It’s hard to believe the 2023 PAL field season is halfway over, and the main research cruise is already back at port. But that doesn’t mean our outreach work is done. Far from it, we’re just getting started!
The goal of the PAL outreach team is to bring Antarctic research to classrooms across the country, through live video teleconferences (VTCs), data-rich programs, ask-a-scientist events, and more. After several years of limited programs due to the pandemic, this year, we are back with two of our most popular programs, thanks to the help of PAL researchers on site in Antarctica.
Live Video Teleconferences (VTCs)
This year, eighteen schools from across the country, from New Jersey to Alaska, will participate in one of 6 live video conferences with scientists at Palmer Station. You could say we’re going from pole to pole!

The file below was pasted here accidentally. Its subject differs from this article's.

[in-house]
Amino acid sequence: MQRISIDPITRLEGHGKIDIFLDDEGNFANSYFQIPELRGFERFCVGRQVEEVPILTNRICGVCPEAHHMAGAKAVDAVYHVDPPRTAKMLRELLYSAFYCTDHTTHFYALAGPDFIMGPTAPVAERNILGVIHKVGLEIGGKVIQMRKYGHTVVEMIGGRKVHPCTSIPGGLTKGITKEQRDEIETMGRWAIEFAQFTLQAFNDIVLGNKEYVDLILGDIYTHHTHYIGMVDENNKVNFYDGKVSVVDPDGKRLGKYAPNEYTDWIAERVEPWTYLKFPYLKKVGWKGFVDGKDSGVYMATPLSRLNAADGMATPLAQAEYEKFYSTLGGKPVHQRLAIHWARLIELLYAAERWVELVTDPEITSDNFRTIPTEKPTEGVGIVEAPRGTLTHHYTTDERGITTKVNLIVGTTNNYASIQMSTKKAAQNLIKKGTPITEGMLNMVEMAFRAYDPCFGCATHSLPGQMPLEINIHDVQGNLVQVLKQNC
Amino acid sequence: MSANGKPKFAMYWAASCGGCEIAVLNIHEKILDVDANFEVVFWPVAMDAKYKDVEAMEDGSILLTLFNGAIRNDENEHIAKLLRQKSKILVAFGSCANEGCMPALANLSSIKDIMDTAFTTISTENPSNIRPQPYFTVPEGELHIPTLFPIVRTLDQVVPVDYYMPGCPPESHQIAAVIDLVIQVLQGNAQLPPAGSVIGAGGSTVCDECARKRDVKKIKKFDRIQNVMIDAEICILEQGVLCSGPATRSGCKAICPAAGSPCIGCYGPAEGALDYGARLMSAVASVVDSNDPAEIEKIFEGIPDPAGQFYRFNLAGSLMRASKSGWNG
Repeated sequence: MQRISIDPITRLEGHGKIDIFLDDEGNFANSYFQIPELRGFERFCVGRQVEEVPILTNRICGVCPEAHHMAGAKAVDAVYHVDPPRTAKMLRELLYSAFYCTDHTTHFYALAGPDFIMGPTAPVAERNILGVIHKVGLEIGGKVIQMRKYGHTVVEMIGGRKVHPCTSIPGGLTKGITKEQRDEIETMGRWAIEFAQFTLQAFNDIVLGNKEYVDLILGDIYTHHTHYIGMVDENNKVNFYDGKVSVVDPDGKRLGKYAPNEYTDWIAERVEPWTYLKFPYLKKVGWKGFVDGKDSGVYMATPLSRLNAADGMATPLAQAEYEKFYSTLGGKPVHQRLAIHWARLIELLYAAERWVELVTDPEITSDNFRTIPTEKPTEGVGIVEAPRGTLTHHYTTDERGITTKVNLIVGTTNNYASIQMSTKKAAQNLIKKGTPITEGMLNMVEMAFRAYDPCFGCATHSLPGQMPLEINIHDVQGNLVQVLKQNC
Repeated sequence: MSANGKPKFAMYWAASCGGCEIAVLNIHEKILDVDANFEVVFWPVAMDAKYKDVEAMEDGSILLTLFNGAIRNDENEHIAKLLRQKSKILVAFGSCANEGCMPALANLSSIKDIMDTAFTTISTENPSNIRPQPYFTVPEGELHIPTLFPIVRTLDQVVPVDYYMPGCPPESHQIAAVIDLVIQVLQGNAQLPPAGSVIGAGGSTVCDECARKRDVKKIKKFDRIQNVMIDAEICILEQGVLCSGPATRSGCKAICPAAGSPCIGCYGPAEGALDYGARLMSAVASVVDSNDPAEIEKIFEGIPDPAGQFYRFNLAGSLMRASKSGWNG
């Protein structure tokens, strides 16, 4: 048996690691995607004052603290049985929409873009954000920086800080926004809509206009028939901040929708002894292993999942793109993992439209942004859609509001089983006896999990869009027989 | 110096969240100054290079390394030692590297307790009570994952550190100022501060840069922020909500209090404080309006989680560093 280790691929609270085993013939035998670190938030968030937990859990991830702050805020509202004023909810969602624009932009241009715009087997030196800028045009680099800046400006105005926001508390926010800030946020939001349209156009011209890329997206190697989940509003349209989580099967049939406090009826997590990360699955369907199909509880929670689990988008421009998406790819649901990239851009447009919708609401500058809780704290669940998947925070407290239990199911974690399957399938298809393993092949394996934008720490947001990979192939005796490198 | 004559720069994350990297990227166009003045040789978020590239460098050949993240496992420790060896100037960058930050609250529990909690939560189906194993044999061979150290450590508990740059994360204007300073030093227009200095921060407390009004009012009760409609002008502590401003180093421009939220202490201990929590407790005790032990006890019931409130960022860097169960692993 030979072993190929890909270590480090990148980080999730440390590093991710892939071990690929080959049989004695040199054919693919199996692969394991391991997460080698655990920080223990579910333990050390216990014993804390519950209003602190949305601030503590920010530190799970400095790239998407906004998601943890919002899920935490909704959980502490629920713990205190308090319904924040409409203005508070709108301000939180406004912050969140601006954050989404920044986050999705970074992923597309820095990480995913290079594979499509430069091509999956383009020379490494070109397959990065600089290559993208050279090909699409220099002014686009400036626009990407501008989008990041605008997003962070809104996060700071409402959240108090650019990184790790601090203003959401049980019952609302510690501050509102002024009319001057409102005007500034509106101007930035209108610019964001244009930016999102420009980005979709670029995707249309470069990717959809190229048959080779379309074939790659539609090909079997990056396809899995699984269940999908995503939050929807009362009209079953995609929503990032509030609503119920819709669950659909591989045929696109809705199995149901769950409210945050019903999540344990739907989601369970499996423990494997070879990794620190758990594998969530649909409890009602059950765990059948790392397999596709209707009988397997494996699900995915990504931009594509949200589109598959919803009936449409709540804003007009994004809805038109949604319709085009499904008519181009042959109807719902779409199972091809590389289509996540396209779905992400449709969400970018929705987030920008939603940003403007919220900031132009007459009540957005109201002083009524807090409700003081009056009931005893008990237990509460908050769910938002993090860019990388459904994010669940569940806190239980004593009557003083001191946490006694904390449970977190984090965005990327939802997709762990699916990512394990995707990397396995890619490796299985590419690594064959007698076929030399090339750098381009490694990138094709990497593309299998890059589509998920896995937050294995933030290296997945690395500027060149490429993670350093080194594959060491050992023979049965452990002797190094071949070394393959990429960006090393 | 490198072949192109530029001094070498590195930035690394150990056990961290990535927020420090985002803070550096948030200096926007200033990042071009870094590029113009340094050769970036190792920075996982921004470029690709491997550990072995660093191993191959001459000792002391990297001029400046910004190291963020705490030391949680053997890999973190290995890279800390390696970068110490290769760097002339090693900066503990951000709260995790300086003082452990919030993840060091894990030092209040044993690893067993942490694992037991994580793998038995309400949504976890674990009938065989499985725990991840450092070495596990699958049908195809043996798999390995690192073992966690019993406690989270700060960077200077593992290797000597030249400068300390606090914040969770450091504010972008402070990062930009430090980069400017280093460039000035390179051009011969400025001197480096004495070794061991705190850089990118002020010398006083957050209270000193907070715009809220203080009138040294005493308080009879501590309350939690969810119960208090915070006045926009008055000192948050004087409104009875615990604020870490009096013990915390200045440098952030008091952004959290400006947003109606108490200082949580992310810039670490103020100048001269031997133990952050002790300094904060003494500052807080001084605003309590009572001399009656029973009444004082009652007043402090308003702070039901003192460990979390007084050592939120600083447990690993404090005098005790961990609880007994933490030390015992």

The webinar series includes 3 different themes: seabirds and penguins, whales, and I.D. Antarctica. Students learn about Antarctic food web ecology and how scientists are conducting long-term experiments and observations to understand our changing climate.
To date, we’ve already hosted 3 out of the 6 calls. You can find the full list of participating schools and recordings of our past sessions on the Palmer LTER Videoconference Archive page.
Andrew Corso, a PhD candidate at the Virginia Institute of Marine Science, is back this year with his popular series Investigate and Discover Antarctica 2023 (aka I.D. Antarctica)!
For the next few weeks, Andrew will share some of “mystery” creatures he runs across along the coast of the Western Antarctic Peninsula. Students (or really anyone who is interested in a good mystery) can use the provided dichotomous keys to try to figure out the species of each mystery creature.
The first Challenge of 2023 features two mystery seabirds and a mystery zooplankton. Can you figure them all out?
For more fun, check out the full series of I.D. Antarctica Challenges.
If you’re interested in additional Palmer LTER educational resources, please visit the K-12 Education page.